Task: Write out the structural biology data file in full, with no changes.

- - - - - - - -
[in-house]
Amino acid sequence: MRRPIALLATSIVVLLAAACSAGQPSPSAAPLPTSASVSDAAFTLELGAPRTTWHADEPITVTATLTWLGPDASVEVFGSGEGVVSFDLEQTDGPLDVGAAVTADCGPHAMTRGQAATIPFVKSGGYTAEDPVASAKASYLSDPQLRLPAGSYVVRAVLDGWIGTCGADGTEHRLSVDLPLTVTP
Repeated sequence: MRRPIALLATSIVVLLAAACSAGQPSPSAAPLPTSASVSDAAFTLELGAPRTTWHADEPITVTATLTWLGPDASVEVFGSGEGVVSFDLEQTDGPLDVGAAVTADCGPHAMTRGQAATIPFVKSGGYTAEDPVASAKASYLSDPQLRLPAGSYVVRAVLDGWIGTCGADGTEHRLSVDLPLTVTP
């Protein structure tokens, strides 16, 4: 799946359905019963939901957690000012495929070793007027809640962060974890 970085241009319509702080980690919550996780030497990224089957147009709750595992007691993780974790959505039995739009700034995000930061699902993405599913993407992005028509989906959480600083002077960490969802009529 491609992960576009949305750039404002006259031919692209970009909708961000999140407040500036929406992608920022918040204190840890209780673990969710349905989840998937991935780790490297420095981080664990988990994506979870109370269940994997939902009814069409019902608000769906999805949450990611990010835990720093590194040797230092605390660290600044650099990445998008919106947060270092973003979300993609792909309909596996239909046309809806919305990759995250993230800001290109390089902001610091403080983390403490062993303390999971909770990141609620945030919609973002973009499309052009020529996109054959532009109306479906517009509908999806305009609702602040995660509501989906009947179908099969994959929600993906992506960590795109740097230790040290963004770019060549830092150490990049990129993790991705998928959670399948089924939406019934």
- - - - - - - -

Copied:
[in-house]
Amino acid sequence: MRRPIALLATSIVVLLAAACSAGQPSPSAAPLPTSASVSDAAFTLELGAPRTTWHADEPITVTATLTWLGPDASVEVFGSGEGVVSFDLEQTDGPLDVGAAVTADCGPHAMTRGQAATIPFVKSGGYTAEDPVASAKASYLSDPQLRLPAGSYVVRAVLDGWIGTCGADGTEHRLSVDLPLTVTP
Repeated sequence: MRRPIALLATSIVVLLAAACSAGQPSPSAAPLPTSASVSDAAFTLELGAPRTTWHADEPITVTATLTWLGPDASVEVFGSGEGVVSFDLEQTDGPLDVGAAVTADCGPHAMTRGQAATIPFVKSGGYTAEDPVASAKASYLSDPQLRLPAGSYVVRAVLDGWIGTCGADGTEHRLSVDLPLTVTP
């Protein structure tokens, strides 16, 4: 799946359905019963939901957690000012495929070793007027809640962060974890 970085241009319509702080980690919550996780030497990224089957147009709750595992007691993780974790959505039995739009700034995000930061699902993405599913993407992005028509989906959480600083002077960490969802009529 491609992960576009949305750039404002006259031919692209970009909708961000999140407040500036929406992608920022918040204190840890209780673990969710349905989840998937991935780790490297420095981080664990988990994506979870109370269940994997939902009814069409019902608000769906999805949450990611990010835990720093590194040797230092605390660290600044650099990445998008919106947060270092973003979300993609792909309909596996239909046309809806919305990759995250993230800001290109390089902001610091403080983390403490062993303390999971909770990141609620945030919609973002973009499309052009020529996109054959532009109306479906517009509908999806305009609702602040995660509501989906009947179908099969994959929600993906992506960590795109740097230790040290963004770019060549830092150490990049990129993790991705998928959670399948089924939406019934």